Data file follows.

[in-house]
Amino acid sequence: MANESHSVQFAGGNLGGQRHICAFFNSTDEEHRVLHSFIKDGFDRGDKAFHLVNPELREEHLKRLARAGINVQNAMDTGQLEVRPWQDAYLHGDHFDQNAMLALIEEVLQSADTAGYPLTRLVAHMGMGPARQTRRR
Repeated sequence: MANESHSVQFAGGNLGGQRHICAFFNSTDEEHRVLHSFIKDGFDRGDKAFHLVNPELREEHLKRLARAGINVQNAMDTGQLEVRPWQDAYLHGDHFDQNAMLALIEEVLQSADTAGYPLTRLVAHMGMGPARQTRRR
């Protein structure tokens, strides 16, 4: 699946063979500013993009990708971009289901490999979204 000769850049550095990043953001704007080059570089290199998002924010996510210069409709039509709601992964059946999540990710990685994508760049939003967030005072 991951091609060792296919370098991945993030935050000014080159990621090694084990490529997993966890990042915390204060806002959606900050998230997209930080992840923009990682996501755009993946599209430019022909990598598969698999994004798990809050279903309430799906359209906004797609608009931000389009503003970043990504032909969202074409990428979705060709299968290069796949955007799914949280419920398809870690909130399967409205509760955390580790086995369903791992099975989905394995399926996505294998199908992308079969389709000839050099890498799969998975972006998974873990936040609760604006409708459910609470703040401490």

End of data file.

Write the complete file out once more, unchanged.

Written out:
[in-house]
Amino acid sequence: MANESHSVQFAGGNLGGQRHICAFFNSTDEEHRVLHSFIKDGFDRGDKAFHLVNPELREEHLKRLARAGINVQNAMDTGQLEVRPWQDAYLHGDHFDQNAMLALIEEVLQSADTAGYPLTRLVAHMGMGPARQTRRR
Repeated sequence: MANESHSVQFAGGNLGGQRHICAFFNSTDEEHRVLHSFIKDGFDRGDKAFHLVNPELREEHLKRLARAGINVQNAMDTGQLEVRPWQDAYLHGDHFDQNAMLALIEEVLQSADTAGYPLTRLVAHMGMGPARQTRRR
């Protein structure tokens, strides 16, 4: 699946063979500013993009990708971009289901490999979204 000769850049550095990043953001704007080059570089290199998002924010996510210069409709039509709601992964059946999540990710990685994508760049939003967030005072 991951091609060792296919370098991945993030935050000014080159990621090694084990490529997993966890990042915390204060806002959606900050998230997209930080992840923009990682996501755009993946599209430019022909990598598969698999994004798990809050279903309430799906359209906004797609608009931000389009503003970043990504032909969202074409990428979705060709299968290069796949955007799914949280419920398809870690909130399967409205509760955390580790086995369903791992099975989905394995399926996505294998199908992308079969389709000839050099890498799969998975972006998974873990936040609760604006409708459910609470703040401490």